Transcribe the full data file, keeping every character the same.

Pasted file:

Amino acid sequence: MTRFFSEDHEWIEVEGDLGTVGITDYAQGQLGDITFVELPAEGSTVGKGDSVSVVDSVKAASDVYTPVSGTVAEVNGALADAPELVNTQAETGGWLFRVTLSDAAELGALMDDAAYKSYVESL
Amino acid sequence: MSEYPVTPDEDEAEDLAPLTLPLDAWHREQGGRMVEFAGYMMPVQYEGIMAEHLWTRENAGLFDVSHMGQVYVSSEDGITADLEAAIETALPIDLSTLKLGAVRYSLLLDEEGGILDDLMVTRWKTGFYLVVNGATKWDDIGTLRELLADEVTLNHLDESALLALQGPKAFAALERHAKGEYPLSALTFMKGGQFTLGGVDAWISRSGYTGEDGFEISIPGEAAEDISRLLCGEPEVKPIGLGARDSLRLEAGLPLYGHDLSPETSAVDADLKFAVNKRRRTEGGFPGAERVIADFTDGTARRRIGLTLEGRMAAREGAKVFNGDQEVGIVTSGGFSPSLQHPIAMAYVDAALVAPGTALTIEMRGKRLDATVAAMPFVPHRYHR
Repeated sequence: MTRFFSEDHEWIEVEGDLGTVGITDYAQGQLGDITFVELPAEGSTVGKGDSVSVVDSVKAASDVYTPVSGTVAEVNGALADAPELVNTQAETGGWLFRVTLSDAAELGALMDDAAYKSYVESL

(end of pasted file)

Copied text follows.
Amino acid sequence: MTRFFSEDHEWIEVEGDLGTVGITDYAQGQLGDITFVELPAEGSTVGKGDSVSVVDSVKAASDVYTPVSGTVAEVNGALADAPELVNTQAETGGWLFRVTLSDAAELGALMDDAAYKSYVESL
Amino acid sequence: MSEYPVTPDEDEAEDLAPLTLPLDAWHREQGGRMVEFAGYMMPVQYEGIMAEHLWTRENAGLFDVSHMGQVYVSSEDGITADLEAAIETALPIDLSTLKLGAVRYSLLLDEEGGILDDLMVTRWKTGFYLVVNGATKWDDIGTLRELLADEVTLNHLDESALLALQGPKAFAALERHAKGEYPLSALTFMKGGQFTLGGVDAWISRSGYTGEDGFEISIPGEAAEDISRLLCGEPEVKPIGLGARDSLRLEAGLPLYGHDLSPETSAVDADLKFAVNKRRRTEGGFPGAERVIADFTDGTARRRIGLTLEGRMAAREGAKVFNGDQEVGIVTSGGFSPSLQHPIAMAYVDAALVAPGTALTIEMRGKRLDATVAAMPFVPHRYHR
Repeated sequence: MTRFFSEDHEWIEVEGDLGTVGITDYAQGQLGDITFVELPAEGSTVGKGDSVSVVDSVKAASDVYTPVSGTVAEVNGALADAPELVNTQAETGGWLFRVTLSDAAELGALMDDAAYKSYVESL